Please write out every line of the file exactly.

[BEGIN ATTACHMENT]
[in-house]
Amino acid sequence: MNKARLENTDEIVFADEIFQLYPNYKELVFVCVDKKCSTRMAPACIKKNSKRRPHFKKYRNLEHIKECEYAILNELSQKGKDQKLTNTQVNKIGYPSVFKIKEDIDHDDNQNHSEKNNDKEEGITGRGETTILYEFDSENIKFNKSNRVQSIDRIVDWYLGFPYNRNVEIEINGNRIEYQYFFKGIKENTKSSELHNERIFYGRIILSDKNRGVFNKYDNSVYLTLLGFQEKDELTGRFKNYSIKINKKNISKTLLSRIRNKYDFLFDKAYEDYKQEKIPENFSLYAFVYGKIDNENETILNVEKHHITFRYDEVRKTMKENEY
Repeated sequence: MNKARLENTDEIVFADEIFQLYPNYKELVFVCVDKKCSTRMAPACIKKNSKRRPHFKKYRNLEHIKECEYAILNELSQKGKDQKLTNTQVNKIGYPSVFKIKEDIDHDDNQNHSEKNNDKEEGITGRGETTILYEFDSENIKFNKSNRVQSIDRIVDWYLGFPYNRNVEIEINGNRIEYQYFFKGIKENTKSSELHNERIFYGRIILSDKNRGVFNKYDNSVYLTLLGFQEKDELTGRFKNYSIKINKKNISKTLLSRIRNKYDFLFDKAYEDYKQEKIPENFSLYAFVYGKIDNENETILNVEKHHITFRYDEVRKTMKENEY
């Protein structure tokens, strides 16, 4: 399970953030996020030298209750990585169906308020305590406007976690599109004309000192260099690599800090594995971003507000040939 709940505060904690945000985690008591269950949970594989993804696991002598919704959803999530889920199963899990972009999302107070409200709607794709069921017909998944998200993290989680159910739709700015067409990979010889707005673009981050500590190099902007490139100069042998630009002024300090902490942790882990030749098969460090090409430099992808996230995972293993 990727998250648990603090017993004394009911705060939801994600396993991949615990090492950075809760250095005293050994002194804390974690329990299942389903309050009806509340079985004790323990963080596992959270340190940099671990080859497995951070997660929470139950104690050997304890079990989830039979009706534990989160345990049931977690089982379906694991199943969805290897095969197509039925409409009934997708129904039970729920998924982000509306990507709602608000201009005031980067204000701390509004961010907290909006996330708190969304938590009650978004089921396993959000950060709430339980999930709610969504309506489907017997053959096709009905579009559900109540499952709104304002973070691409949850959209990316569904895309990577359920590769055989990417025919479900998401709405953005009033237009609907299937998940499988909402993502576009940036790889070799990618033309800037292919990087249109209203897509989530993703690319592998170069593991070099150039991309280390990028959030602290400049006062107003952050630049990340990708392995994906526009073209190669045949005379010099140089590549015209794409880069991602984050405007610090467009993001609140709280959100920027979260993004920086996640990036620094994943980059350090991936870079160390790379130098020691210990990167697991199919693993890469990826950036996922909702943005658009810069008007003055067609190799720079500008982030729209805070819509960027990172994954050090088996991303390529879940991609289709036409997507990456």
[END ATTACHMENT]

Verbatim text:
[in-house]
Amino acid sequence: MNKARLENTDEIVFADEIFQLYPNYKELVFVCVDKKCSTRMAPACIKKNSKRRPHFKKYRNLEHIKECEYAILNELSQKGKDQKLTNTQVNKIGYPSVFKIKEDIDHDDNQNHSEKNNDKEEGITGRGETTILYEFDSENIKFNKSNRVQSIDRIVDWYLGFPYNRNVEIEINGNRIEYQYFFKGIKENTKSSELHNERIFYGRIILSDKNRGVFNKYDNSVYLTLLGFQEKDELTGRFKNYSIKINKKNISKTLLSRIRNKYDFLFDKAYEDYKQEKIPENFSLYAFVYGKIDNENETILNVEKHHITFRYDEVRKTMKENEY
Repeated sequence: MNKARLENTDEIVFADEIFQLYPNYKELVFVCVDKKCSTRMAPACIKKNSKRRPHFKKYRNLEHIKECEYAILNELSQKGKDQKLTNTQVNKIGYPSVFKIKEDIDHDDNQNHSEKNNDKEEGITGRGETTILYEFDSENIKFNKSNRVQSIDRIVDWYLGFPYNRNVEIEINGNRIEYQYFFKGIKENTKSSELHNERIFYGRIILSDKNRGVFNKYDNSVYLTLLGFQEKDELTGRFKNYSIKINKKNISKTLLSRIRNKYDFLFDKAYEDYKQEKIPENFSLYAFVYGKIDNENETILNVEKHHITFRYDEVRKTMKENEY
């Protein structure tokens, strides 16, 4: 399970953030996020030298209750990585169906308020305590406007976690599109004309000192260099690599800090594995971003507000040939 709940505060904690945000985690008591269950949970594989993804696991002598919704959803999530889920199963899990972009999302107070409200709607794709069921017909998944998200993290989680159910739709700015067409990979010889707005673009981050500590190099902007490139100069042998630009002024300090902490942790882990030749098969460090090409430099992808996230995972293993 990727998250648990603090017993004394009911705060939801994600396993991949615990090492950075809760250095005293050994002194804390974690329990299942389903309050009806509340079985004790323990963080596992959270340190940099671990080859497995951070997660929470139950104690050997304890079990989830039979009706534990989160345990049931977690089982379906694991199943969805290897095969197509039925409409009934997708129904039970729920998924982000509306990507709602608000201009005031980067204000701390509004961010907290909006996330708190969304938590009650978004089921396993959000950060709430339980999930709610969504309506489907017997053959096709009905579009559900109540499952709104304002973070691409949850959209990316569904895309990577359920590769055989990417025919479900998401709405953005009033237009609907299937998940499988909402993502576009940036790889070799990618033309800037292919990087249109209203897509989530993703690319592998170069593991070099150039991309280390990028959030602290400049006062107003952050630049990340990708392995994906526009073209190669045949005379010099140089590549015209794409880069991602984050405007610090467009993001609140709280959100920027979260993004920086996640990036620094994943980059350090991936870079160390790379130098020691210990990167697991199919693993890469990826950036996922909702943005658009810069008007003055067609190799720079500008982030729209805070819509960027990172994954050090088996991303390529879940991609289709036409997507990456």